Bernson's Corner: Typewriter Repairman - WDRB 41 Louisville News

Bernson's Corner: Typewriter Repairman


The manual typewriter has starred in many a Hollywood movie -- from "His Girl Friday" in 1940 "All the President's Men" in 1976.

But even in our digital age of word processing and computer keyboarding -- the typewriter, unlike the dinosaur, is not extinct. What is rare is this most curious spectacle: A man actually repairing a typewriter.

And so is this man. The point is -- manual machines like these are attracting fresh converts. Danny Dohoney appreciates what a young person might mistake for an invention from a Jules Verne fantasy.

Danny Dohoney: "We actually sell more of these now than we have in the last 30 years. --Why? --I think people are going back to the old style, and getting away from, or trying to, separate their lives from the PC side, and it clears their mind," said Danny Dohoney, Advance Business Machines.

Yes, it kind of soothes your mind, if you will.

They want that old clickety-click, old feel, yes.

Now boys and girls, watch carefully. Here's how we did it back in the day. You took a piece of paper and actually put it into the machine, which is built like a battleship. Not only is it indestructible, it's simplistic. You can't check your e-mail, you can't surf the web on this. But what you can do is check every key.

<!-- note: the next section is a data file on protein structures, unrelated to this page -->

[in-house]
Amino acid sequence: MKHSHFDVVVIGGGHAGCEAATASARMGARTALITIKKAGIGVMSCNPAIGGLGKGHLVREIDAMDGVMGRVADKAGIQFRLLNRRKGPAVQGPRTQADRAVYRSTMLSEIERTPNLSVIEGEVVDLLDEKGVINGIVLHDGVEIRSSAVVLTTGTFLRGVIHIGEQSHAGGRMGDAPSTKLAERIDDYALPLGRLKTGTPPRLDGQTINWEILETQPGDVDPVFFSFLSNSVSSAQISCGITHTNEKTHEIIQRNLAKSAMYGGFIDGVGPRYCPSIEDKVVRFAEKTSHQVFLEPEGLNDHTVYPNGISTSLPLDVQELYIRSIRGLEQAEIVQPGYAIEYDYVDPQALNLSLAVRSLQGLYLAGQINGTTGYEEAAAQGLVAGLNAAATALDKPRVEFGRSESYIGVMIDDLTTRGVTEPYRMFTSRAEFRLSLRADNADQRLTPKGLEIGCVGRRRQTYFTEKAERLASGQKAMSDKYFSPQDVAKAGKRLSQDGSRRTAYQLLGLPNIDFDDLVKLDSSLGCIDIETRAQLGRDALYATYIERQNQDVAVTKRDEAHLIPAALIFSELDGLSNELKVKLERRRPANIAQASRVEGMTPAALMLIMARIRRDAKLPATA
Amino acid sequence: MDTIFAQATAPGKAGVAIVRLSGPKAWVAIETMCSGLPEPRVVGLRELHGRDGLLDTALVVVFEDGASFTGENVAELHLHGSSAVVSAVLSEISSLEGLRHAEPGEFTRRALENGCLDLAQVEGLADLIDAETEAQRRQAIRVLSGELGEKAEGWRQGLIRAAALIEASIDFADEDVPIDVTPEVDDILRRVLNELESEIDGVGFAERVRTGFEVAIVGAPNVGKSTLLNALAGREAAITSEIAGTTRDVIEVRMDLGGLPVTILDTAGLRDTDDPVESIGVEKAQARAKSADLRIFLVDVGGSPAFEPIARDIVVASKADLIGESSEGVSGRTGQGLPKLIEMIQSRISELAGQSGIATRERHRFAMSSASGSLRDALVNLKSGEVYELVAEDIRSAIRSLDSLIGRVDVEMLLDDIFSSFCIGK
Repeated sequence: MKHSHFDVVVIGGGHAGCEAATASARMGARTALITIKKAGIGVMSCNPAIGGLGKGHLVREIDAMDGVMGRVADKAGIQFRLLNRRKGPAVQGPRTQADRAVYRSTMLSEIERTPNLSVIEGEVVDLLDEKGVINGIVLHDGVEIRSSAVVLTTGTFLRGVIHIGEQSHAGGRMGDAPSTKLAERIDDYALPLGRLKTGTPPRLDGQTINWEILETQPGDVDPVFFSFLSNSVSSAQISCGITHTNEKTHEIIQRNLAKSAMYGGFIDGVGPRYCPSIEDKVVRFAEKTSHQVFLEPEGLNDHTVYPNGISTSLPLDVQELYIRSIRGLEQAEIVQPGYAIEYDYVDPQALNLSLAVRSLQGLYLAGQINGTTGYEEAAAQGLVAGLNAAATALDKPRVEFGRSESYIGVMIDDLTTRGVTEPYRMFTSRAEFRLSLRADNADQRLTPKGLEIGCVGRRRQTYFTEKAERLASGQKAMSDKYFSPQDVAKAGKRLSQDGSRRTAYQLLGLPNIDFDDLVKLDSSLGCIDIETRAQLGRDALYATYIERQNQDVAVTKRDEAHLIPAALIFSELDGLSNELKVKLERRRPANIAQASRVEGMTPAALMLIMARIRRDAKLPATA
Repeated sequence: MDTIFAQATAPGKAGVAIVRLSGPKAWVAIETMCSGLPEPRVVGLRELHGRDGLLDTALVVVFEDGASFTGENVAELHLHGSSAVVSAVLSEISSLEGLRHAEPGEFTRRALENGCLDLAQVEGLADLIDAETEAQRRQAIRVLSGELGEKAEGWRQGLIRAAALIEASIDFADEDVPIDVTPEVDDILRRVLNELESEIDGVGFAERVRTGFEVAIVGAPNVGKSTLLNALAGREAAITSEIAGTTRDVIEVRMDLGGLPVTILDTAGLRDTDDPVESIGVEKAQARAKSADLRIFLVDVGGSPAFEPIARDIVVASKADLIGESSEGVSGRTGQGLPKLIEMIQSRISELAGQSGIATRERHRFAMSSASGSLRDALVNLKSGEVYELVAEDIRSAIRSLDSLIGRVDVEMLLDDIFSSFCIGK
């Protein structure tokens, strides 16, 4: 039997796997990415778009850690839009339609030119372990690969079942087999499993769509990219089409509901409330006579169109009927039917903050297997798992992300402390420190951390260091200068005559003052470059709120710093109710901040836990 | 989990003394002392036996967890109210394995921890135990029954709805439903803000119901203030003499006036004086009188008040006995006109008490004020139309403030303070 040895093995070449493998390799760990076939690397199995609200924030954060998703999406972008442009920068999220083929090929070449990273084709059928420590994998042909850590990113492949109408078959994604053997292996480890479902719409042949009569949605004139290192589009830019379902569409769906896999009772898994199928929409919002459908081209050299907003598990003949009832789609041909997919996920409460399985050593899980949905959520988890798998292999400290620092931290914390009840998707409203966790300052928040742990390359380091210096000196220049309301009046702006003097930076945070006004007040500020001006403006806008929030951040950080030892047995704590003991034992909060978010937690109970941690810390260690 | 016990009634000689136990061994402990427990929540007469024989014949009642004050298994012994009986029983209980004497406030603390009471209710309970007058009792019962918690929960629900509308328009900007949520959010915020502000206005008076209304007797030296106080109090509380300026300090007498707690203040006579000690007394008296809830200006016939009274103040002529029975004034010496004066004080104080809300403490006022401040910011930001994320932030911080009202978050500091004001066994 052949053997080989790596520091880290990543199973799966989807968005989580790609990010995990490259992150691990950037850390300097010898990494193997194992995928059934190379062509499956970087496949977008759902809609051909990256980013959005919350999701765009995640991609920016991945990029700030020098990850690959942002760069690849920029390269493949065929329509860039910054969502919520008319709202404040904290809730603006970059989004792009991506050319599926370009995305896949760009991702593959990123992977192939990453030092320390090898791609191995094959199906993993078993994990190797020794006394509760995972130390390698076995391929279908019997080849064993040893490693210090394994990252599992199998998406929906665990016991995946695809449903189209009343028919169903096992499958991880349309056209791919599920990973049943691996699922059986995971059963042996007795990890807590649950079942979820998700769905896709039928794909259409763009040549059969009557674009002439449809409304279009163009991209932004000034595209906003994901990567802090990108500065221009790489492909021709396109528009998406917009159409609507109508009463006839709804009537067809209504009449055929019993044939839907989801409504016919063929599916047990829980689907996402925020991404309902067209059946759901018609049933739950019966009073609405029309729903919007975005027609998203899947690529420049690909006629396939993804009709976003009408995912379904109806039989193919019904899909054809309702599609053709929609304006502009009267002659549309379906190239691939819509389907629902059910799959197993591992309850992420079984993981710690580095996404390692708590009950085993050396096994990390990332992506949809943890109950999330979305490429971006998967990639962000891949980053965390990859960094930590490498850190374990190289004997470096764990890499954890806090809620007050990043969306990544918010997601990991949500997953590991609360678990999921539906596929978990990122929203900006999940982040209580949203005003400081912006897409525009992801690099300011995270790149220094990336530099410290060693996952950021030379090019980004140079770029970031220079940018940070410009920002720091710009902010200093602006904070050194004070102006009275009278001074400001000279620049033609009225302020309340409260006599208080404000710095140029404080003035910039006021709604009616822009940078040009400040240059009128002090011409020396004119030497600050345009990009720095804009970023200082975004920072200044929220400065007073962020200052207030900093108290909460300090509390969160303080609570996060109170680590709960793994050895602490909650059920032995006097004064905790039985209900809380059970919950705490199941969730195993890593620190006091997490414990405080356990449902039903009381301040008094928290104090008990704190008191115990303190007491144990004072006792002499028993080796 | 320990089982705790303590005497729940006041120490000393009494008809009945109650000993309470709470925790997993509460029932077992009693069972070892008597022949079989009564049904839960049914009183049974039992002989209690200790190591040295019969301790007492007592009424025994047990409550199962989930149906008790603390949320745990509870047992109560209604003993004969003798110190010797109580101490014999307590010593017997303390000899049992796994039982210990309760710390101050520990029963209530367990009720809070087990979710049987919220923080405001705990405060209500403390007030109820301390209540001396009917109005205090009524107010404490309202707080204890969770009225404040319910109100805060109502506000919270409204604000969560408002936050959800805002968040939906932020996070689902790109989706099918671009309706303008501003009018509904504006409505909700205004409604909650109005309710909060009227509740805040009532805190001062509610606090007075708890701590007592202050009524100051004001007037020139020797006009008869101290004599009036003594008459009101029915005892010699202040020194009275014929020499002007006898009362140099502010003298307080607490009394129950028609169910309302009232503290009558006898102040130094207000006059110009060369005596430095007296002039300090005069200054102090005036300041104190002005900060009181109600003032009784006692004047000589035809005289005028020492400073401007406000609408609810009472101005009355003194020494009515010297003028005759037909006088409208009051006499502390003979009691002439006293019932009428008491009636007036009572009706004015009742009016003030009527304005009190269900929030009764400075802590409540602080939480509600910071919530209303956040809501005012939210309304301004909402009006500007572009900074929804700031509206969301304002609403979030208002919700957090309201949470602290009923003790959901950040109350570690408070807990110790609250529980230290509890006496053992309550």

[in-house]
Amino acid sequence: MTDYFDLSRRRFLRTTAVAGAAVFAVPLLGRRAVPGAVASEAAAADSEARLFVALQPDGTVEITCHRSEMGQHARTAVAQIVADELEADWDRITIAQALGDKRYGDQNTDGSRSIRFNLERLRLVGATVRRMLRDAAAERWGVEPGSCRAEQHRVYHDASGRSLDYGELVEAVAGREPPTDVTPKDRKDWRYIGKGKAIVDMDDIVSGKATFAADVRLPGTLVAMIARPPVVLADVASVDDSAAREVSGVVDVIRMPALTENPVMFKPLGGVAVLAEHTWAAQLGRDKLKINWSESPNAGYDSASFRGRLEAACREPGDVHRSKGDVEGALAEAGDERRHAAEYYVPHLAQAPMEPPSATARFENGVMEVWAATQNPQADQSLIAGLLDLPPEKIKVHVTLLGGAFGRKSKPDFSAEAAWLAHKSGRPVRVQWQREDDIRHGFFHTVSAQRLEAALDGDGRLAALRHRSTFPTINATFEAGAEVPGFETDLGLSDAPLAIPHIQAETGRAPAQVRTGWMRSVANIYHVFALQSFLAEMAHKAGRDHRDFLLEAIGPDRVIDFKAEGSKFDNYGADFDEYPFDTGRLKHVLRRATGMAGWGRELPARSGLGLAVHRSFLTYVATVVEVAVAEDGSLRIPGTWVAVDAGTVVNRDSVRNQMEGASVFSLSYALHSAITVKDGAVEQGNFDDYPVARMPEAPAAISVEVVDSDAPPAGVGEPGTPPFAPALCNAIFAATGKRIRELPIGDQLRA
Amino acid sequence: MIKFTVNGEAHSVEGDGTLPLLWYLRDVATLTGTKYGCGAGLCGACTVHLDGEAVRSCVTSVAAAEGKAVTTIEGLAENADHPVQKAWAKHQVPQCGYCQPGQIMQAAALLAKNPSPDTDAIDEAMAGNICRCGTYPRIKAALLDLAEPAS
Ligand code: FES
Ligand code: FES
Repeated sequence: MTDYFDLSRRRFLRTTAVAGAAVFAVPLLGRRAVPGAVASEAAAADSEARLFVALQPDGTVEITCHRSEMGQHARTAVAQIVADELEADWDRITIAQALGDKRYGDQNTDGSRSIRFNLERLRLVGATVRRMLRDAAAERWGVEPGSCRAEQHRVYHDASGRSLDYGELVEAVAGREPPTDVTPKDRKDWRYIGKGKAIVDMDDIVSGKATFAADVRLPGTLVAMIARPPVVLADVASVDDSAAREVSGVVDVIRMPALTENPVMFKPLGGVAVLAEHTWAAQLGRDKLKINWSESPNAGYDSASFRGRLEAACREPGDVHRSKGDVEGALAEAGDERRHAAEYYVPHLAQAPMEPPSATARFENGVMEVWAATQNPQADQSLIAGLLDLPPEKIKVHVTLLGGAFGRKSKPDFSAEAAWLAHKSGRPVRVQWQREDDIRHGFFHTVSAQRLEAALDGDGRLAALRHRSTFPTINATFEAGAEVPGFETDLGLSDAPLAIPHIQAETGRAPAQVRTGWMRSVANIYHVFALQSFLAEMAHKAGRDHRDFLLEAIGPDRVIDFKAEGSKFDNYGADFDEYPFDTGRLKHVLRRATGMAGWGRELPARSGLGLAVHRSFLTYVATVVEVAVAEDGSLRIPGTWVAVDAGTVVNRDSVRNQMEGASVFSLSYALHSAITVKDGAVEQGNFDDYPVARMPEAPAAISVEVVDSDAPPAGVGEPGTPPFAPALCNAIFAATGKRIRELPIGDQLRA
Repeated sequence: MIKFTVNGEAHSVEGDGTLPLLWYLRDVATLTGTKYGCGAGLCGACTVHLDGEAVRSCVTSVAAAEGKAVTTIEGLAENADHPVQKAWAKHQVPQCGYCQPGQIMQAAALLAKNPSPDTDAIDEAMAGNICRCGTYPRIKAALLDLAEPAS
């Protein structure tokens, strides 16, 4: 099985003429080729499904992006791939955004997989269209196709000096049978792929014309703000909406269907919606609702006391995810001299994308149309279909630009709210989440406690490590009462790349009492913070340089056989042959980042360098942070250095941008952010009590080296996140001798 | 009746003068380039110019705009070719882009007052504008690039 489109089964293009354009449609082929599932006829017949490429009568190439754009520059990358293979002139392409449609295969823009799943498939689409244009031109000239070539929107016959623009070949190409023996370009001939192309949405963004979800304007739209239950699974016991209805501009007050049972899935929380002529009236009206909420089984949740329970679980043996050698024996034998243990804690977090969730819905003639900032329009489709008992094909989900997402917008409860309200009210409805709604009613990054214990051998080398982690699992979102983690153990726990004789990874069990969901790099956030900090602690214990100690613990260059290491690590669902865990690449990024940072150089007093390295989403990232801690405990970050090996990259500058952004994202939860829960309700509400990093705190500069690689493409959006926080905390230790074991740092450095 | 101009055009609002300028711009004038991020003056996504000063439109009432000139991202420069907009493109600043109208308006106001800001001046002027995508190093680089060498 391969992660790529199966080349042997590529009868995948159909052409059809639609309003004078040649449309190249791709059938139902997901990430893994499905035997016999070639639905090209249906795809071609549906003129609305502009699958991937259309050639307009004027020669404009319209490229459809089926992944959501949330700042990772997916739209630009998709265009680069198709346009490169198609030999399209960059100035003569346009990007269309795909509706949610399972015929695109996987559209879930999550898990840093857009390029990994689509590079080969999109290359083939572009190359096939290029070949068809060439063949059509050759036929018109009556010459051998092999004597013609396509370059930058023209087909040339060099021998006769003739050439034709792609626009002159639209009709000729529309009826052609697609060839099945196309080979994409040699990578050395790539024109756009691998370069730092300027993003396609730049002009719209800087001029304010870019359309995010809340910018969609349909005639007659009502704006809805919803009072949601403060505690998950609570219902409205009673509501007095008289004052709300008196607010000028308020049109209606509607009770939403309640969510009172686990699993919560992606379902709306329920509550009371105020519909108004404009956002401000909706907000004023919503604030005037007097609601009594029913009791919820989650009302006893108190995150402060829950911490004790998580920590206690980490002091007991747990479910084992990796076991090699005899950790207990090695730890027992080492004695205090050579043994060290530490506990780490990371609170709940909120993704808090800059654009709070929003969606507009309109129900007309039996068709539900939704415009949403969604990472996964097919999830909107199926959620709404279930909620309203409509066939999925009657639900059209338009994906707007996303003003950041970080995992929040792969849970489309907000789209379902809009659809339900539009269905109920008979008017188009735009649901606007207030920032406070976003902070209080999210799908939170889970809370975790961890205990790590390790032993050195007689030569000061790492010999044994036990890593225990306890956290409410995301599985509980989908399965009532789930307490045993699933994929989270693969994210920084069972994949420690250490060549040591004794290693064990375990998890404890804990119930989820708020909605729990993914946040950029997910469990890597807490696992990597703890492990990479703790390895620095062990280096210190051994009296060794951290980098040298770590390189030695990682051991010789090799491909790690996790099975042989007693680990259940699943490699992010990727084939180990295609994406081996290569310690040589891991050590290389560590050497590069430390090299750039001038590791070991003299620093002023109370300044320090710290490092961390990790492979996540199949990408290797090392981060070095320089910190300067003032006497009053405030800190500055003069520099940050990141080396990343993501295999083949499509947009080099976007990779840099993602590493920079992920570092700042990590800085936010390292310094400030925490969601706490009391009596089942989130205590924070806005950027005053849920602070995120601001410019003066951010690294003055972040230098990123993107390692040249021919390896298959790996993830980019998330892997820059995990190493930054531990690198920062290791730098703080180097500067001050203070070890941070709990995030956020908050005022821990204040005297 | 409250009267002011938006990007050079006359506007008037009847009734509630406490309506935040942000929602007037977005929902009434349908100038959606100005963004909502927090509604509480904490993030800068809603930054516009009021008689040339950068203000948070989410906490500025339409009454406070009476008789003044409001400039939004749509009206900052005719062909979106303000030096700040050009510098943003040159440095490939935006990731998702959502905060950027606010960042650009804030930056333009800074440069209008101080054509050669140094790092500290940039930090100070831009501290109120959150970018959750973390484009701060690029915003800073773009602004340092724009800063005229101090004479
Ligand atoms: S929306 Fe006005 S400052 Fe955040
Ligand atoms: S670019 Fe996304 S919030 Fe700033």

The sentence you type is 'The quick brown fox jumped over the lazy dog.' It uses every single key on the typewriter.

Isn't that bell great?

A laptop, a PC or smartphone becomes obsolete almost as soon as it hits the market. Eddie Stacey, who grew up in his family's office machine store, thinks the typewriter has another advantage over the computer:

"No viruses! Ha ha ha," joked Eddie Stacey, ACS Office Equipment.

The old Smith-Coronas, Underwoods and Remingtons seem to be making a comeback with customers.

"I think they're nostalgic. I think some of 'em like to have 'em around the house, maybe their parents or relatives had 'em. Just kind of keep 'em around, keep 'em in good shape," said Stacey.

"It's still neat to work on them. I actually like those better than the newer technology, because they are all mechanical," said Dohoney.

Sure, you have to spool the ribbon, get ink smudges on your fingers and try to find a bottle of White-Out. But as Joseph Cotten discovered in "Citizen Kane" 

Doing this makes you feel closer to your words: they'll never disappear just because you accidentally hit "delete."

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